There is some evidence that, when wind turbine noise is propagating over water, there is a 3 dB decrease in sound level for each doubling of distance (cylindrical propagation) instead of the more usual 6 dB (spherical propagation) used for on-shore calculations . This would mean noise over water will be louder over twice the distance compared to propagation over land, and could lead to significant exposure issues related to low frequency noise. Any exposure assessment for offshore wind turbines may significantly under-predict the level of noise, and, as low frequency noise transmits more efficiently through walls, these underpredictions may lead to significant adverse issues in homes.
While the issue of sound propagation over water needs to be further investigated in itself, the interaction between the water surface and the meteorological conditions at sea is another important issue in need of further research. Meteorological conditions, water surface roughness, and the water/land border, are also important to consider, and their effects are not currently well defined. Further, when a sound wave propagating over the sea reaches the shoreline, a variety of changes happen all at once, including changes to the ground impedance and the wind and temperature gradients. This will alter the sound speed profile and will induce some refraction. Only a few studies have been made of the shoreline effect for acoustical propagation , but one study suggests a possible attenuation of only 3dB . The current noise prediction tools commonly used to assess the acoustic impact of wind farm developments are only partially taking these parameters into account. A reliable method to capture the effect of these parameters on noise propagation from offshore is required, as a failure to take these issues into account may result in a significant underprediction of the impact of offshore wind turbines.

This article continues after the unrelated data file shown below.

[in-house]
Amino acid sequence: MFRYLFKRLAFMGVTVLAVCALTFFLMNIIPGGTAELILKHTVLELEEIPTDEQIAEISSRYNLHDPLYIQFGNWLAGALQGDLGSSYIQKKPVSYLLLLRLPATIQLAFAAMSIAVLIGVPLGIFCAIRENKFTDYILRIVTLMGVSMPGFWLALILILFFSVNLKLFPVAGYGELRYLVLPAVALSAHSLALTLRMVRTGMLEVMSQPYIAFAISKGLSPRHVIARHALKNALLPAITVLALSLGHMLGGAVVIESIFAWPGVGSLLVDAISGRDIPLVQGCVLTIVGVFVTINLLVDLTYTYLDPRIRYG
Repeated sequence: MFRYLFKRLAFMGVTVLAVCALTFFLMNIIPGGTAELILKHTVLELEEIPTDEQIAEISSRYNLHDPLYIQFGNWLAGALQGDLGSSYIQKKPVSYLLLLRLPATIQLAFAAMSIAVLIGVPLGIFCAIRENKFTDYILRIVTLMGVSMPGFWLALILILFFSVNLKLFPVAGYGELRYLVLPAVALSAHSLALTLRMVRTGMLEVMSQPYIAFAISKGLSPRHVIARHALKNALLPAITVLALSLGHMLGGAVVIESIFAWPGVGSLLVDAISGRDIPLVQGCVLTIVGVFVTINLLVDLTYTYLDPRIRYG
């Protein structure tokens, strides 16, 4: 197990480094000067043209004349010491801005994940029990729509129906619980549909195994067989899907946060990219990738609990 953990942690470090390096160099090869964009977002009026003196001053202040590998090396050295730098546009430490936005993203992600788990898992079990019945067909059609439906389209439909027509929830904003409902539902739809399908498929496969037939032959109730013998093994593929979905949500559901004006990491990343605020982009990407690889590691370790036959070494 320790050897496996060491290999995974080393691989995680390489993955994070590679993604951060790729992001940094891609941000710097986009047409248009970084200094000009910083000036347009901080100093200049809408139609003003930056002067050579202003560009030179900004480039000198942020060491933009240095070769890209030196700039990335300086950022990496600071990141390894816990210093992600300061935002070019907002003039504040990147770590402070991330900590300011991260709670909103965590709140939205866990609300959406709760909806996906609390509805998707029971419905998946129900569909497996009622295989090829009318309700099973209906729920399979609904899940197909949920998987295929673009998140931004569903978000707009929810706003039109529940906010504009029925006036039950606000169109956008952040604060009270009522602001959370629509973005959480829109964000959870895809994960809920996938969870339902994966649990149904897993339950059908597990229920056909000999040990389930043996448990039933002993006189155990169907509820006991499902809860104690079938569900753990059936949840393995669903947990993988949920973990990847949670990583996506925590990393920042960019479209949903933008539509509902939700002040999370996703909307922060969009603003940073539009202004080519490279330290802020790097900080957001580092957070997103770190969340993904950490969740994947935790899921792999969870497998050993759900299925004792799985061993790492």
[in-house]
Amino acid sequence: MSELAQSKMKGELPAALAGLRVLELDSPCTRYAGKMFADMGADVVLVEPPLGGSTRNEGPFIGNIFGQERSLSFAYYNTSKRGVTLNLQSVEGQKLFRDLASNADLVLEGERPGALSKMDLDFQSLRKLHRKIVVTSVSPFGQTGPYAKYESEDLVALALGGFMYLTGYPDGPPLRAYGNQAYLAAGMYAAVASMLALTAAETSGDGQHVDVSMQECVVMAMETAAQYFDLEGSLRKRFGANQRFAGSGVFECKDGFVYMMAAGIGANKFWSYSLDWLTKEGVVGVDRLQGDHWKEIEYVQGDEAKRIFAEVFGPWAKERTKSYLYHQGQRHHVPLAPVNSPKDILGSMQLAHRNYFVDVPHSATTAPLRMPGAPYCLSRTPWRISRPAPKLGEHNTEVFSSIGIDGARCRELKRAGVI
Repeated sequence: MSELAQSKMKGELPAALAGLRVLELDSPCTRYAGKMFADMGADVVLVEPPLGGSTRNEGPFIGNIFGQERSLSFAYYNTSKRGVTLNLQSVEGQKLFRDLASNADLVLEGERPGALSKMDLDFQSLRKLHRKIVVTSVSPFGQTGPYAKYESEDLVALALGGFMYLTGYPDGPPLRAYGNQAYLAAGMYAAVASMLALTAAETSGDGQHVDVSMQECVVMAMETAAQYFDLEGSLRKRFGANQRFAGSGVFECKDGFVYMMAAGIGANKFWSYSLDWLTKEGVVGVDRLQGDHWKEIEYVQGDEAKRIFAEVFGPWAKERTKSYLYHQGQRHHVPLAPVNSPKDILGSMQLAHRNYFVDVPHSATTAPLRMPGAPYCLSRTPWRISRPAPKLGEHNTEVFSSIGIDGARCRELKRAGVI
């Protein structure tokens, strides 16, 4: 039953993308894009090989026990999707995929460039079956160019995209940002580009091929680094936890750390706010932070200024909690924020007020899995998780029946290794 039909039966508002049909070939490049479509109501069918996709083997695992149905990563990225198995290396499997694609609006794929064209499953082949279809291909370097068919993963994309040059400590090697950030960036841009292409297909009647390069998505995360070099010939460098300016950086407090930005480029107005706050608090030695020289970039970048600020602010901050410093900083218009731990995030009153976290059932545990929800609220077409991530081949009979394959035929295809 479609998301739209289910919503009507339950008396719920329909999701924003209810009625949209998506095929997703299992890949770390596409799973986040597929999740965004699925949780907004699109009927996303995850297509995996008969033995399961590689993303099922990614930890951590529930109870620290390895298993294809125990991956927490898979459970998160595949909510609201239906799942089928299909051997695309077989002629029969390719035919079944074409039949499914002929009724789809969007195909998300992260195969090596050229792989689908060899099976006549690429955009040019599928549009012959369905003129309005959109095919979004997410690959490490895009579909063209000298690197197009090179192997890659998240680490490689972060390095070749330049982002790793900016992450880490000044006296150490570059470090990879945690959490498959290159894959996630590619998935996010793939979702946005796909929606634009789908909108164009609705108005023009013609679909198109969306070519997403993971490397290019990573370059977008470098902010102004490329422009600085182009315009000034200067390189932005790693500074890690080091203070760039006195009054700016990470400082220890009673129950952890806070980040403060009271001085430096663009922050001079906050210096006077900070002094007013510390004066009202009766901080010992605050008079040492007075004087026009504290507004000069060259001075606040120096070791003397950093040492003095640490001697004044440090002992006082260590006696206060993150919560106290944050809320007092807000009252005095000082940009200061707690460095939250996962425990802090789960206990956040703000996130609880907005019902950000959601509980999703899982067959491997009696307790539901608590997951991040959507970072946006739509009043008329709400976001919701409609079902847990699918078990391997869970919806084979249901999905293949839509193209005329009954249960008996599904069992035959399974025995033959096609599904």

This is further complicated in a marine environment. The marine boundary layer (MABL), the part of the atmosphere in contact with the ocean, is directly influenced by the ocean, and is shallower than the atmospheric boundary layer. Further the MABL is where the ocean and atmosphere exchange large amounts of heat, moisture, and momentum, primarily via turbulent transport. Consequently, wind speeds on sea for a given height are higher, and turbulence intensities are lower, than on land. It is further complicated by the potential presence of low-level jets, which are winds of high speed occurring at a relatively low height and are usually formed by diurnal changes in the thermal stratification of the surface layer.
As sound is propagating from source to receiver, the manner in which it interacts with the ground surface also plays an important role. Some sound energy hits the ground surface and is absorbed or reflected. The spreading of the reflected sound is dependent on the surface roughness of the ground. It is generally assumed that a flat water surface will totally reflect sound. However, under real conditions on sea, water waves, with different amplitudes and wavelengths, will be present. The effect that water waves have on sound propagation is not fully understood.